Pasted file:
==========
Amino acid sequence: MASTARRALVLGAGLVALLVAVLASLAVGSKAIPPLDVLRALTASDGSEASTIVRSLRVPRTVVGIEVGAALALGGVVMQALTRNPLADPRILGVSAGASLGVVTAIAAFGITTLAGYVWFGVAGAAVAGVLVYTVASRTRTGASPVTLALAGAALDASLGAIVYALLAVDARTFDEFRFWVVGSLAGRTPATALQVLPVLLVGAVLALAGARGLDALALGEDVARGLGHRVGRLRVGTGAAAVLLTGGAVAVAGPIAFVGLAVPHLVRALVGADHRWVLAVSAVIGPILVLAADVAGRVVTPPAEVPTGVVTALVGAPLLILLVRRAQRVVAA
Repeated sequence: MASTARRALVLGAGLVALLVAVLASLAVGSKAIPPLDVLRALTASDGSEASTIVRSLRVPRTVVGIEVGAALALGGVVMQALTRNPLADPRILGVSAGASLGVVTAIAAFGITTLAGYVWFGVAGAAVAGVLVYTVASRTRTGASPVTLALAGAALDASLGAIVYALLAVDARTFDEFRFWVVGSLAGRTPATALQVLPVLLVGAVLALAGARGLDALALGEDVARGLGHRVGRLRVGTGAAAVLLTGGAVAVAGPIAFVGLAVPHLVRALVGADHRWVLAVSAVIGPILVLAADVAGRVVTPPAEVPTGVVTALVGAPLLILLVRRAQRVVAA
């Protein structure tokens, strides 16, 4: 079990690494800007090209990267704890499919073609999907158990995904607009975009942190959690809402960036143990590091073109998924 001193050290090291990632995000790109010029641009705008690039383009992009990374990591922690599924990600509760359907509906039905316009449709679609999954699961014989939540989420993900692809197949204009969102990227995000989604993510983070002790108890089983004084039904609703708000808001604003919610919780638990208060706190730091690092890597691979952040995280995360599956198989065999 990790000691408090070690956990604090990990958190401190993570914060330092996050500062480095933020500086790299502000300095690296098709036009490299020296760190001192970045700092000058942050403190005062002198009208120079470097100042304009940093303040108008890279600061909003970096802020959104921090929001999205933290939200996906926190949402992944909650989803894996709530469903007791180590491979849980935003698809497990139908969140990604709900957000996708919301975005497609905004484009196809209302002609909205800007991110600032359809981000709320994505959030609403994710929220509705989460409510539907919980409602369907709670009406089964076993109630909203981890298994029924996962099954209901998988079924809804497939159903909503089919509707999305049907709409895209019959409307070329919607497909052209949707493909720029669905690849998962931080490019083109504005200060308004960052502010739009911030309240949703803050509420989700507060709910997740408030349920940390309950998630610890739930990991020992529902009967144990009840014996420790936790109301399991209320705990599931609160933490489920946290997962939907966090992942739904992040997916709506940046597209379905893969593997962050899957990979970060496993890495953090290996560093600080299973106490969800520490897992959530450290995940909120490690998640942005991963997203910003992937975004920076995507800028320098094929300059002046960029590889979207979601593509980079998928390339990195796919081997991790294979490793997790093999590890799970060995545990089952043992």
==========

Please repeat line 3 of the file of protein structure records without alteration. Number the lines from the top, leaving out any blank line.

């Protein structure tokens, strides 16, 4: 079990690494800007090209990267704890499919073609999907158990995904607009975009942190959690809402960036143990590091073109998924 001193050290090291990632995000790109010029641009705008690039383009992009990374990591922690599924990600509760359907509906039905316009449709679609999954699961014989939540989420993900692809197949204009969102990227995000989604993510983070002790108890089983004084039904609703708000808001604003919610919780638990208060706190730091690092890597691979952040995280995360599956198989065999 990790000691408090070690956990604090990990958190401190993570914060330092996050500062480095933020500086790299502000300095690296098709036009490299020296760190001192970045700092000058942050403190005062002198009208120079470097100042304009940093303040108008890279600061909003970096802020959104921090929001999205933290939200996906926190949402992944909650989803894996709530469903007791180590491979849980935003698809497990139908969140990604709900957000996708919301975005497609905004484009196809209302002609909205800007991110600032359809981000709320994505959030609403994710929220509705989460409510539907919980409602369907709670009406089964076993109630909203981890298994029924996962099954209901998988079924809804497939159903909503089919509707999305049907709409895209019959409307070329919607497909052209949707493909720029669905690849998962931080490019083109504005200060308004960052502010739009911030309240949703803050509420989700507060709910997740408030349920940390309950998630610890739930990991020992529902009967144990009840014996420790936790109301399991209320705990599931609160933490489920946290997962939907966090992942739904992040997916709506940046597209379905893969593997962050899957990979970060496993890495953090290996560093600080299973106490969800520490897992959530450290995940909120490690998640942005991963997203910003992937975004920076995507800028320098094929300059002046960029590889979207979601593509980079998928390339990195796919081997991790294979490793997790093999590890799970060995545990089952043992």